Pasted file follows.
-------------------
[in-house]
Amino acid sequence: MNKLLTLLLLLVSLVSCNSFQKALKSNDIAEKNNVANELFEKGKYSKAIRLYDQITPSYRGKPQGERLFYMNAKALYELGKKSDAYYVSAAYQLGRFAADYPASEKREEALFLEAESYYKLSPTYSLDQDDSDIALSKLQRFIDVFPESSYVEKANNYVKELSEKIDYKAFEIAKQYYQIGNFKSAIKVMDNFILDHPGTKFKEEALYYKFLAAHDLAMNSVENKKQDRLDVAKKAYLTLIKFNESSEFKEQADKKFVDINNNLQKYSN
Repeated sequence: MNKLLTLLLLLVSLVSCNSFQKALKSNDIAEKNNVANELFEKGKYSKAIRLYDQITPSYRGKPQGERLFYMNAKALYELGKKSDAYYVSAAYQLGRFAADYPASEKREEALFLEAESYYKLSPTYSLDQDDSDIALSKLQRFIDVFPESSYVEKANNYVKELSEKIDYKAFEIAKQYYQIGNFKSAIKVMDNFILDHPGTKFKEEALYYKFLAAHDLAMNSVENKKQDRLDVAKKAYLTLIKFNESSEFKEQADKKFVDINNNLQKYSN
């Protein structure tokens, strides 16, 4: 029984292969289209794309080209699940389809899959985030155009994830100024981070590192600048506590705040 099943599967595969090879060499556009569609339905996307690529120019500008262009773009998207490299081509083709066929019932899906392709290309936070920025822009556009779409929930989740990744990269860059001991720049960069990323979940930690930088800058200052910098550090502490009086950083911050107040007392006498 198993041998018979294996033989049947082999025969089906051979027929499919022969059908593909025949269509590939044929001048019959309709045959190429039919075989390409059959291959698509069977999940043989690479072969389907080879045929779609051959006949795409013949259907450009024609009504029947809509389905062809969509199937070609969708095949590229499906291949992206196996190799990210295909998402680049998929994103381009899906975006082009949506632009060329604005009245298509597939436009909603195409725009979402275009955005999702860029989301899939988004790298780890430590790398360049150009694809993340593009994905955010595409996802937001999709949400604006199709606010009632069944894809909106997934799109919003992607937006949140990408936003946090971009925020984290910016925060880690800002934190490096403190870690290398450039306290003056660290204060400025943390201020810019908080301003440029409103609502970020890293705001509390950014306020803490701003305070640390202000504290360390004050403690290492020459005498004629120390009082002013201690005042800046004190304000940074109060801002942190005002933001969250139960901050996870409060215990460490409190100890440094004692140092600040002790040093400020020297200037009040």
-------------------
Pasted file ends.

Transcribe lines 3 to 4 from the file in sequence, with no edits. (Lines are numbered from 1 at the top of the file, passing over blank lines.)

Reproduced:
Repeated sequence: MNKLLTLLLLLVSLVSCNSFQKALKSNDIAEKNNVANELFEKGKYSKAIRLYDQITPSYRGKPQGERLFYMNAKALYELGKKSDAYYVSAAYQLGRFAADYPASEKREEALFLEAESYYKLSPTYSLDQDDSDIALSKLQRFIDVFPESSYVEKANNYVKELSEKIDYKAFEIAKQYYQIGNFKSAIKVMDNFILDHPGTKFKEEALYYKFLAAHDLAMNSVENKKQDRLDVAKKAYLTLIKFNESSEFKEQADKKFVDINNNLQKYSN
């Protein structure tokens, strides 16, 4: 029984292969289209794309080209699940389809899959985030155009994830100024981070590192600048506590705040 099943599967595969090879060499556009569609339905996307690529120019500008262009773009998207490299081509083709066929019932899906392709290309936070920025822009556009779409929930989740990744990269860059001991720049960069990323979940930690930088800058200052910098550090502490009086950083911050107040007392006498 198993041998018979294996033989049947082999025969089906051979027929499919022969059908593909025949269509590939044929001048019959309709045959190429039919075989390409059959291959698509069977999940043989690479072969389907080879045929779609051959006949795409013949259907450009024609009504029947809509389905062809969509199937070609969708095949590229499906291949992206196996190799990210295909998402680049998929994103381009899906975006082009949506632009060329604005009245298509597939436009909603195409725009979402275009955005999702860029989301899939988004790298780890430590790398360049150009694809993340593009994905955010595409996802937001999709949400604006199709606010009632069944894809909106997934799109919003992607937006949140990408936003946090971009925020984290910016925060880690800002934190490096403190870690290398450039306290003056660290204060400025943390201020810019908080301003440029409103609502970020890293705001509390950014306020803490701003305070640390202000504290360390004050403690290492020459005498004629120390009082002013201690005042800046004190304000940074109060801002942190005002933001969250139960901050996870409060215990460490409190100890440094004692140092600040002790040093400020020297200037009040």